Most of all, the book captures with haunting immediacy the human dimension of this epochal event. Facing the often raw and vivid nature of these personal accounts requires a degree of courage on the part of the reader, but the effort is invaluable because, as Mr. Brooks says in his introduction, "By excluding the human factor, aren't we risking the kind of personal detachment from history that may, heaven forbid, lead us one day to repeat it? And in the end, isn't the human factor the only true difference between us and the enemy we now refer to as 'the living dead'?"
Note: Some of the numerical and factual material contained in this edition was previously published under the auspices of the United Nations Postwar Commission. (Goodreads)
Buy World War Z at Amazon

The Memory Police by Yōko Ogawa

This one definitely sounds different than what we normally read. I'm really into translated fiction lately so I'm looking forward to read it.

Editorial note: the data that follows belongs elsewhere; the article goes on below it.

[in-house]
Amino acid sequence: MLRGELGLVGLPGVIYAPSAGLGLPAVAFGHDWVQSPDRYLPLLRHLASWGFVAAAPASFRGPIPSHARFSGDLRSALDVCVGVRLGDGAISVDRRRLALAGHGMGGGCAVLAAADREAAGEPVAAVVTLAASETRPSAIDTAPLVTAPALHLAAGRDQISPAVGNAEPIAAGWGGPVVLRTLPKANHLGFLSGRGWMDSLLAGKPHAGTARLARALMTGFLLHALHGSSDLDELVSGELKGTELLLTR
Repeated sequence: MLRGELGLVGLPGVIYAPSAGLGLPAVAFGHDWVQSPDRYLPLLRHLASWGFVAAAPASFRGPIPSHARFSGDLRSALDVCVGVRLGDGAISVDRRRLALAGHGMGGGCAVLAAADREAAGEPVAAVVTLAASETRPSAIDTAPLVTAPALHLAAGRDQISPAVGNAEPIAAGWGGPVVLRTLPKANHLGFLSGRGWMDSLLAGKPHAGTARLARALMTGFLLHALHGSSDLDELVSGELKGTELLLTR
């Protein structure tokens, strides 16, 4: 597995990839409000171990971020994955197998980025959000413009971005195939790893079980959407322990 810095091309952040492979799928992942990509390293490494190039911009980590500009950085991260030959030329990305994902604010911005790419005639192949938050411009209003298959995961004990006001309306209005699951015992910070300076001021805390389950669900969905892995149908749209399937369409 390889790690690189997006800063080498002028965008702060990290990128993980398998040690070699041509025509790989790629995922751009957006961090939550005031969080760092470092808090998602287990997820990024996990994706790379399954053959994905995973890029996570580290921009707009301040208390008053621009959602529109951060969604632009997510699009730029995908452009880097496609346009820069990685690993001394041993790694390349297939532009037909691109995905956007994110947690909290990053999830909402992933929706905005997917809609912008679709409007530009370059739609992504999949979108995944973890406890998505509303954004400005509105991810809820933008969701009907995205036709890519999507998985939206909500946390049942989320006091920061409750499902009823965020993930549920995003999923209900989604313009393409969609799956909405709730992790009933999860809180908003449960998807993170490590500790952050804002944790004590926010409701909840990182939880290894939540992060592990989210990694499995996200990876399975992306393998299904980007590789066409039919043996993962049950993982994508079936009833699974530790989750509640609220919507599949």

The Memory Police

On an unnamed island off an unnamed coast, objects are disappearing: first hats, then ribbons, birds, roses—until things become much more serious. Most of the island's inhabitants are oblivious to these changes, while those few imbued with the power to recall the lost objects live in fear of the draconian Memory Police, who are committed to ensuring that what has disappeared remains forgotten.

When a young woman who is struggling to maintain her career as a novelist discovers that her editor is in danger from the Memory Police, she concocts a plan to hide him beneath her floorboards. As fear and loss close in around them, they cling to her writing as the last way of preserving the past.

A surreal, provocative fable about the power of memory and the trauma of loss, The Memory Police is a stunning new work from one of the most exciting contemporary authors writing in any language. (Goodreads